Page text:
Over 5,000 hours went into...
Over 5,000 hours went into the restoration of Tom Pike's '69 383 'Cuda. According to Tom, it is one of only 130 four-speeds built and is finished in its original Q5 Seafoam Turquoise.
The original 383 still resides...
The original 383 still resides under the hood. It was bored .030-inch over rebuilt to stock specs, save for some minor cylinder head porting. A lot of detail work went into making this engine compartment factory-correct.
It seems fairly common to hear of father/son projects, but don't be too quick to rule out a daughter's interest in Mopars. Tom Pike, a toolmaker from Victor, New York, will tell you that restoring his '69 383 four-speed 'Cuda was a great way to spend quality time with his daughter Sara. Sara was just a 12-year-old when Tom began the restoration project. "My older brother, Jerry, bought the car new in Pensacola, Florida," Tom recalled. "The only options on the car were an AM radio, a fold-flat rear seat, and the A57 'Cuda package." Jerry and his wife used the car until 1977, when Tom purchased it. It was in rough condition, with quite a bit of salt damage on the floorboards and rear quarters, as well as a threadbare interior. Mechanically, though, the 'Cuda was fairly sound and still a numbers-matching vehicle.
The Plymouth remained in storage until 1992, when Tom was finally able to get to his long-awaited project. He was especially pleased that Sara displayed an interest in the project. She did a lot of sanding, painting on assemblies, and help with the mechanicals. Says her proud father, "She's great with a torque wrench, and the best part is she takes great pride in what she does." Though this was Tom's first restoration project, he wasn't about to fly by the seat of his pants. He had a clear idea of what would be required for a quality restoration. He extensively researched assembly procedures that the factory originally used when putting these cars together. He also took great pains to make sure the original factory markings and finishes were faithfully reproduced.
Tom formulated an accurate-appearing and durable finish that duplicated the look of the factory-applied Cosmoline found on the 'Cuda's lower control arms. This involved using Weather Proof, an industrial coating used to protect parts stored outdoors. Weather Proof goes on clear, but when multiple coats are applied, it takes on a milky appearance. After applying twenty coats and then hitting it with a 3M scrubby pad, Tom was able to get just the right look. "It was pretty much a trial-and-error effort, but it worked great," he admitted.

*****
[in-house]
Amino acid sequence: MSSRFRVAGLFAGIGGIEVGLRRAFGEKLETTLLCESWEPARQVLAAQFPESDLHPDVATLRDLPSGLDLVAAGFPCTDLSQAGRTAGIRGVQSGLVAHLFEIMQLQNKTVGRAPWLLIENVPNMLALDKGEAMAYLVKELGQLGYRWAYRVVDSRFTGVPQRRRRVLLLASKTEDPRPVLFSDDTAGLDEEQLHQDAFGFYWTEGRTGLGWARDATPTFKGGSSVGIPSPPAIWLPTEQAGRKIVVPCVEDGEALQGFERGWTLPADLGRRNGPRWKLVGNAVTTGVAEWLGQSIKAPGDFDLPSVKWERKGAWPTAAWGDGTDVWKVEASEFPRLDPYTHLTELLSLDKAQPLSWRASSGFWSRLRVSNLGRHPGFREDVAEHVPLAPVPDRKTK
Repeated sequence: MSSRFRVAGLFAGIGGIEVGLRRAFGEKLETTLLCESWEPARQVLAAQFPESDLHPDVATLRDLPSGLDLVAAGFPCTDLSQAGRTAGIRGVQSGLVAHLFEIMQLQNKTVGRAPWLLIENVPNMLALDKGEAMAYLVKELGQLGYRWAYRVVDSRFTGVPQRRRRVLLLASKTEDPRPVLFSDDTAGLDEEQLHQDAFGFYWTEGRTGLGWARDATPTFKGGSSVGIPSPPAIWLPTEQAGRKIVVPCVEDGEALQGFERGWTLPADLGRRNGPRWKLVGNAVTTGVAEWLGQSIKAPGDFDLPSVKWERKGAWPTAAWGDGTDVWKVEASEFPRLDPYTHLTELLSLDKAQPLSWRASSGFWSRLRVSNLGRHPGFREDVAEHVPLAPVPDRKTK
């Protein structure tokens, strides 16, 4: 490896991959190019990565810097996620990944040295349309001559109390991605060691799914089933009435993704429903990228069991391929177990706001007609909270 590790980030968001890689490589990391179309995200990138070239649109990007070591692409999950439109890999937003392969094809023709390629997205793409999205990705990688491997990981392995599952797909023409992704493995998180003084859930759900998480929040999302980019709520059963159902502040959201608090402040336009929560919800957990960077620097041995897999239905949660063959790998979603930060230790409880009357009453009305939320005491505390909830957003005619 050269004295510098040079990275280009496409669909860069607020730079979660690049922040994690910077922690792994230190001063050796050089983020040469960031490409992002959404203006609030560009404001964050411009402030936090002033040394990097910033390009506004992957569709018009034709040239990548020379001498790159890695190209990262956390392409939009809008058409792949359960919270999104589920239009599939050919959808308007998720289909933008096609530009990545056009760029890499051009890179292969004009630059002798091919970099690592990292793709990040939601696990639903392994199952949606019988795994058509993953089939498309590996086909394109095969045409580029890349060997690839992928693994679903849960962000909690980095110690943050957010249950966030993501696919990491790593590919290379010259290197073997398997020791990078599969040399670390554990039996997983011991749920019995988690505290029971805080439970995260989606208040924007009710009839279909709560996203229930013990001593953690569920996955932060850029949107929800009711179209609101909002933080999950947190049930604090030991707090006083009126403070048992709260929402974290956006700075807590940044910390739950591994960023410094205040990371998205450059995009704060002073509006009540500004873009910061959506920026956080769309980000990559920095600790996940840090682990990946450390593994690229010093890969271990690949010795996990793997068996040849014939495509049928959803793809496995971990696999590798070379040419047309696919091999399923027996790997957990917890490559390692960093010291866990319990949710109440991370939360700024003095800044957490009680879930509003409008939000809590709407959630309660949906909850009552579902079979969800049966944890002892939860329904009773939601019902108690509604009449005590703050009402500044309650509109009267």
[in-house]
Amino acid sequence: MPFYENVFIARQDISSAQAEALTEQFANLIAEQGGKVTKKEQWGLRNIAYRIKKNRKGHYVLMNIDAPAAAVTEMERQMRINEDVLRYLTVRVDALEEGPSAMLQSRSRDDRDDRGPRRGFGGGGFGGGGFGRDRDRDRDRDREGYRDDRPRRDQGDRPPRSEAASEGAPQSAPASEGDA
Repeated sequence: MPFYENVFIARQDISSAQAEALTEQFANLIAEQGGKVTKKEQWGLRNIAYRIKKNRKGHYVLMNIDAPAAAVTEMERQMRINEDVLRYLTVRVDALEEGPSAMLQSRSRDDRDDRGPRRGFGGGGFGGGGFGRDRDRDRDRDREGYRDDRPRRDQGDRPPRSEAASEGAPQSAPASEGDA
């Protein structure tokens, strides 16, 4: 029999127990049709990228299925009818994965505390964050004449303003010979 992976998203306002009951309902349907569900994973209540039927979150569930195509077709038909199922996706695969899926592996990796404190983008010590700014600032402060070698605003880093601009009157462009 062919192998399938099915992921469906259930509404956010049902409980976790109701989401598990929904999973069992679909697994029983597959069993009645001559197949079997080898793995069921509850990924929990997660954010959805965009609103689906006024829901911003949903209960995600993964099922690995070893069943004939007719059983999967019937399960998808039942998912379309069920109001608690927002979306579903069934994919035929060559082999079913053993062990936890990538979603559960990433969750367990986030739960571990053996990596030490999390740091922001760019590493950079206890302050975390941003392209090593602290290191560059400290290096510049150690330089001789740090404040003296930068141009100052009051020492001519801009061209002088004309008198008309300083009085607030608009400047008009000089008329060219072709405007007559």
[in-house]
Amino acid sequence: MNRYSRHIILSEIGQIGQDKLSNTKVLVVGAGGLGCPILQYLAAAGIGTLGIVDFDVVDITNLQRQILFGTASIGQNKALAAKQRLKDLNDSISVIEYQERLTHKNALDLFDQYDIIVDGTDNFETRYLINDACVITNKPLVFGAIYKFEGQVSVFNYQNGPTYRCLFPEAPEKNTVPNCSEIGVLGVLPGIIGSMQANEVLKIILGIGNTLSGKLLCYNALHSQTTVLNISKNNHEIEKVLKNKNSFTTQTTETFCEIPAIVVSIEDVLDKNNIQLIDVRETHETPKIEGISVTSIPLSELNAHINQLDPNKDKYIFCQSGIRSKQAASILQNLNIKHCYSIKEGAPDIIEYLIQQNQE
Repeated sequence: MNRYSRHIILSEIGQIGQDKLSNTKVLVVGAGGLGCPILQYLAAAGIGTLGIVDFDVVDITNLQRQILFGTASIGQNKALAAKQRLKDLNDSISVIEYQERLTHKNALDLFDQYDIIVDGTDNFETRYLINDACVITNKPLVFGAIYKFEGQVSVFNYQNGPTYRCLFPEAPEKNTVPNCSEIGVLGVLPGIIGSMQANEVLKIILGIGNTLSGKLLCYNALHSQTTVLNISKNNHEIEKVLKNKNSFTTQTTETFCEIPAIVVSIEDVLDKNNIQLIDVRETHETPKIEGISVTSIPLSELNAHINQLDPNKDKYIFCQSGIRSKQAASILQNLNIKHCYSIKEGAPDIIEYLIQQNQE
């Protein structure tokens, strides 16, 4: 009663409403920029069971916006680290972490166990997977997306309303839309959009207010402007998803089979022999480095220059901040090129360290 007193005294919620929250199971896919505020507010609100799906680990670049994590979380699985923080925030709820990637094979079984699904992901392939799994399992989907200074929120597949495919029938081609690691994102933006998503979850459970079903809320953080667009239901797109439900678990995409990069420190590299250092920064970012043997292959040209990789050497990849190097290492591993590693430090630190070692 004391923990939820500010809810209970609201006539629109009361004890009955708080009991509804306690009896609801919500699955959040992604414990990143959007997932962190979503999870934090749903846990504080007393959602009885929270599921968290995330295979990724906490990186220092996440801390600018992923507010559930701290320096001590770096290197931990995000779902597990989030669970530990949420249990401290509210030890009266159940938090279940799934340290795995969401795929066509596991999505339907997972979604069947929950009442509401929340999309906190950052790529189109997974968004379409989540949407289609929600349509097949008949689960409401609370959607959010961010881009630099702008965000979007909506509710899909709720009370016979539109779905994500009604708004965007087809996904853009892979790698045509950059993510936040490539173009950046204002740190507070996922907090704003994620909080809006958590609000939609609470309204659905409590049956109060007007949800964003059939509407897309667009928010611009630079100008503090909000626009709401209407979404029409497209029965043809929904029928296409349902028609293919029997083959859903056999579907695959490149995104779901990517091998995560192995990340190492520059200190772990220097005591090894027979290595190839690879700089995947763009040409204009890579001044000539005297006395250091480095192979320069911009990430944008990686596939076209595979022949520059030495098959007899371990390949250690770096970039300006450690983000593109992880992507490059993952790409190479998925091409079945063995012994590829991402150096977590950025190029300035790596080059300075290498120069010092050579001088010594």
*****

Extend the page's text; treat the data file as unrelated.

One of Tom's objectives was to keep as much of the original components on the 'Cuda as possible. "I didn't want this car to turn into an N.O.S. buggy," Tom said. "I wanted to refurbish and reuse as many parts as I could." Indeed, except for the left rear quarter-panel, rear floor sections, miscellaneous trim pieces, and fresh upholstery from Legendary Auto interiors, this car still has most of its original factory-installed parts.
The original 383 was removed and sent to Bob Repyne of Bob's Automotive in Eldred, Pennsylvania. It was bored .030-inch over and was rebuilt completely stock, except for some mild port work in the bowl areas. The transmission and rearend were refurbished and detailed (along with the engine) by Tom and Sara in their home shop.
Though Tom did all of the paint work on the underbody and inner body panels, he chose to hand off the exterior painting chores to Les Mahnke at Carriage Stop Restorations in Palmyra, New York. Les expertly resprayed the 'Cuda in its original Q5 Seafoam Turquoise, this time using the Sikkens basecoat/clearcoat system for added durability, as this car was built to be driven. Tom then added a set of reproduction stripes to finish off the job and voila-the 'Cuda looks exactly like the day it was originally built, right down to the correct Red Line tires and dog dish caps.
After over 5,000 hours of work over eight and a half years, the 'Cuda was finished in the late summer of 2000, too late for most of the shows that season. But the Pikes managed to drive the 'Cuda to the Adirondack Nationals in Lake George, New York, where out of 1,530 cars entered, it was chosen as one of the event's "Favorite 50." A couple of weeks later at the annual Sage-Ruddy Car Show in Mendon, New York, Tom and Sara won a First in class trophy and one for the best restoration at the event.
Now that the 'Cuda is finished, Tom is looking to drive the car as much as possible. Sara is also getting behind the wheel, no need for power steering or brakes here. No doubt about it, she certainly earned her stripes with its restoration.
The cabin's factory-fresh...
The cabin's factory-fresh appearance is courtesy of a Legendary Auto Interiors kit and an immense amount of detail work.
The fold-down rear seat is...
The fold-down rear seat is one of the few options ordered on this A-body. It gave the 'Cuda the practicality of a station wagon without sacrificing its sleek look.
The 'Cuda's fastback bodystyle...
The 'Cuda's fastback bodystyle still looks great after 30-plus years and is a direct styling link to the original-generation Barracuda.